Runswick Bay in the Rain

The Yorkshire weather took a dramatic turn for the worse on the second day of our stay. We awoke to howling winds, pouring rain and temperatures more akin to December than July. Husband had spotted an Iron Stone Mine on the drive back yesterday, we figured we might as well be underground in this weather so headed there. Everyone else had the same idea – all tours were fully booked until the last one later in the afternoon. We signed up for this and set off for nearby Runswick Bay instead.

I had thought about visiting this place later in the day “if” the weather cleared. It became obvious that wasn’t on the cards, we decided we might as well wrap up warm and go anyway – hardy sorts we didn’t want to let that weather beat us.

Misty and miserable when we arrived, Runswick Bay was nevertheless spectacular. The road into the little village dips all of a sudden to reveal a huddle of picture postcard perfect cottages and the most beautiful bay. The setting, even on such a wet and windy day is idyllic.

We parked, pulled on hiking boots and raincoats and set off to explore. Bracing to say the least, we needed to jump up and down to keep warm reading the map.

We just wandered. The village is lovely, loads of tiny paths to explore but we were drawn to the beach.

We took lots of pictures of a lovely thatched white cottage which we later learned was the former coastguard’s house.

Strolling along the sands with the wind at our backs didn’t actually feel too bad.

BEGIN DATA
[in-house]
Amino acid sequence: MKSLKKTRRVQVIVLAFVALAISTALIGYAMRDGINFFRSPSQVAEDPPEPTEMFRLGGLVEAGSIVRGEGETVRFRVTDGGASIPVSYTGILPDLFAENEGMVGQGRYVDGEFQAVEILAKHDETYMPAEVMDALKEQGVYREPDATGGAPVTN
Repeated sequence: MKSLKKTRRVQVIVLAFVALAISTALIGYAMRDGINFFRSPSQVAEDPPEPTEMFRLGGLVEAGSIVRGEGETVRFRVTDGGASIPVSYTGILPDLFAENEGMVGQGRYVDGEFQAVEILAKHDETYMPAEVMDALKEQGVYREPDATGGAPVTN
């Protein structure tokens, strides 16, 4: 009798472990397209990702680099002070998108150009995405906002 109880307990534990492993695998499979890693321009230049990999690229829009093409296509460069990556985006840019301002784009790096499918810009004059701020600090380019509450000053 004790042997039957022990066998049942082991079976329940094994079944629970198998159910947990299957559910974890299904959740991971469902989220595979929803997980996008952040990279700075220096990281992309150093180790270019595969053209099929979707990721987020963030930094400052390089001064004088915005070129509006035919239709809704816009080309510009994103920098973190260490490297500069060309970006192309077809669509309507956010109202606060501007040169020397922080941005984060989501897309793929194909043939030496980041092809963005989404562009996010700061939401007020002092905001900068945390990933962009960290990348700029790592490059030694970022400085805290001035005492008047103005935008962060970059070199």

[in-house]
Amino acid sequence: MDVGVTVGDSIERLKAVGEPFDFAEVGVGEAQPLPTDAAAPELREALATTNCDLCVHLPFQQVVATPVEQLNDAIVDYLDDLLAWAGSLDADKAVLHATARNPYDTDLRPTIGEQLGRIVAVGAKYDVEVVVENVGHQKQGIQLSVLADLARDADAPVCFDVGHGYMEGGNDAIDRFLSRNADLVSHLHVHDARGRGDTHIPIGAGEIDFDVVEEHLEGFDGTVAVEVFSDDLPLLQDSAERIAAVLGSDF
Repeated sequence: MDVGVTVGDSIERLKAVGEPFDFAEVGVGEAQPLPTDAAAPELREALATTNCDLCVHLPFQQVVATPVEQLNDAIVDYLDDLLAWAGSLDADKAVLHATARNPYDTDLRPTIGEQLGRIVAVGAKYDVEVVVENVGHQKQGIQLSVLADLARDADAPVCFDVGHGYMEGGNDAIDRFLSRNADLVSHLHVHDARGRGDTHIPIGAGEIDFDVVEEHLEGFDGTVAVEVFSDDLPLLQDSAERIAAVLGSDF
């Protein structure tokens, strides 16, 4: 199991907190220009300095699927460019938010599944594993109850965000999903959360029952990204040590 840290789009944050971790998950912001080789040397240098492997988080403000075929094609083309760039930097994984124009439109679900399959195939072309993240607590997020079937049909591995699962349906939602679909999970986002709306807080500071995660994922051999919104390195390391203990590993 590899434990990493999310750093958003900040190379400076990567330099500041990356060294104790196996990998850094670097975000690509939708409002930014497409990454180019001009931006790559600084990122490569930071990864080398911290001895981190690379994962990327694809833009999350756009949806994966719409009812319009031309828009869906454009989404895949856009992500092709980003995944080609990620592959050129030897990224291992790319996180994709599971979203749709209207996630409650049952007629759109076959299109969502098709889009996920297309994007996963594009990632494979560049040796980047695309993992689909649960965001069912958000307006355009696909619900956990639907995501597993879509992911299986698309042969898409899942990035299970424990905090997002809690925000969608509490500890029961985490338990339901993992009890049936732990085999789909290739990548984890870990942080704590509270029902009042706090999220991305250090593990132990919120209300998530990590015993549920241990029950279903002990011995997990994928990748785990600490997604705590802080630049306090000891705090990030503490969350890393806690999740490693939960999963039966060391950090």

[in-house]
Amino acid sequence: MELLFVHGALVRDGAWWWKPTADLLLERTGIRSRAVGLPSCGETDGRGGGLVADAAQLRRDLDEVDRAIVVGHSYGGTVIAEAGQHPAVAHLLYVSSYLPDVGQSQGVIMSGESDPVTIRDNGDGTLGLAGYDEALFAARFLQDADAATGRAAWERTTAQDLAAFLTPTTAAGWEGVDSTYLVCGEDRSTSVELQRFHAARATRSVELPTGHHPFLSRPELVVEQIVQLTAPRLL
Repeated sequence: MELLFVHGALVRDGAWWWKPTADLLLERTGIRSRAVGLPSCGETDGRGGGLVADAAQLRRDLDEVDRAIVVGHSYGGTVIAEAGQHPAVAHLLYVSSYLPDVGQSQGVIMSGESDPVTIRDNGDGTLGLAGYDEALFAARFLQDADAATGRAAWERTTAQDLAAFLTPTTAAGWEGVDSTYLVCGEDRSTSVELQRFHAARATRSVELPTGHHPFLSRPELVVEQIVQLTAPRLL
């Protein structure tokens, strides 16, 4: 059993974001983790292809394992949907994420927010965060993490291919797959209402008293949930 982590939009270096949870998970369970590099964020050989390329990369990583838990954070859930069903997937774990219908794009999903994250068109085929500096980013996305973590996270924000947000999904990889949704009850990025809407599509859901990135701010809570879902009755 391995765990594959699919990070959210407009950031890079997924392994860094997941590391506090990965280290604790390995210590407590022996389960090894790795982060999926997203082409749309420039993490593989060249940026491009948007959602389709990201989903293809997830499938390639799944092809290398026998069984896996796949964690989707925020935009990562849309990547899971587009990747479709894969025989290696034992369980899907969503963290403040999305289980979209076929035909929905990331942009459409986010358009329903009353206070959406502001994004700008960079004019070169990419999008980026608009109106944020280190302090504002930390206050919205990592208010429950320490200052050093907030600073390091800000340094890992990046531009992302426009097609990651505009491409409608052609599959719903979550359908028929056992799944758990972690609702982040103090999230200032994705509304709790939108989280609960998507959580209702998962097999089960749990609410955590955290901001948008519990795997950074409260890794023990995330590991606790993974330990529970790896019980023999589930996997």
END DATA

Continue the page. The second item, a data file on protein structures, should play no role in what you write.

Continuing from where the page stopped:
There are some interesting cliffs and holes in the cliffs – we explored a bit and went into some of them. These are known locally as “Hob Holes” – small caves where people once thought hobgoblins lived.

One hobgoblin acquired a reputation for curing whooping cough. Mothers took their ailing children here and called out a rhyme outside the cave asking to be healed.

We discovered a little waterfall and then walked nearly the whole length of the sandy beach.

A quicker walk back though as the tide was coming in.

The waves were ferocious, the wind was in our faces on the way back and with that and the sand and sea spray blowing it was hard going.

We had a last look at the village and its houses perched on the narrow terraces looking out to sea. Apparently in the spring storms of 1682 the whole village sank towards the sea. All the residents escaped – they were attending a funeral out of the village.

We climbed back into the car, soaked through and freezing cold but still glad we had come to this beautiful place and explored the lovely bay.

31 thoughts on “Runswick Bay in the Rain

  1. These are such typical British holiday photos, aren’t they? Still beautiful, but I’m sure you’d have preferred the beauty in different weather! If we waited for that though, we’d never go anywhere.

    • We were questioning our sanity that day choosing to have a holiday in Yorkshire in July!! I think if the weather is like that in November you don’t mind and just wrap up warm and appreciate the misty beauty. A little harder to do in summer….. You’re right though, in this country we have to get on with it whatever the weather. This was the worst day ….. the weather did improve (a bit!).

  2. Another place I’ve heard of but not visited Joy. It looks lovely despite the weather. We always put our hoods up and plod on regardless. There’s no point just sitting in the car or a cafe hoping the rain will ease. You did well to keep raindrops off your camera lens. Marion.

    • The photos definitely don’t do it justice Marion, it is way more beautiful than it looks on my pictures even when the weather is dreadful!! We just wrapped up warm and still enjoyed our walk – sunshine would have been nice though!! We kept having to wipe the lens, I’m surprised we got any pictures at all really.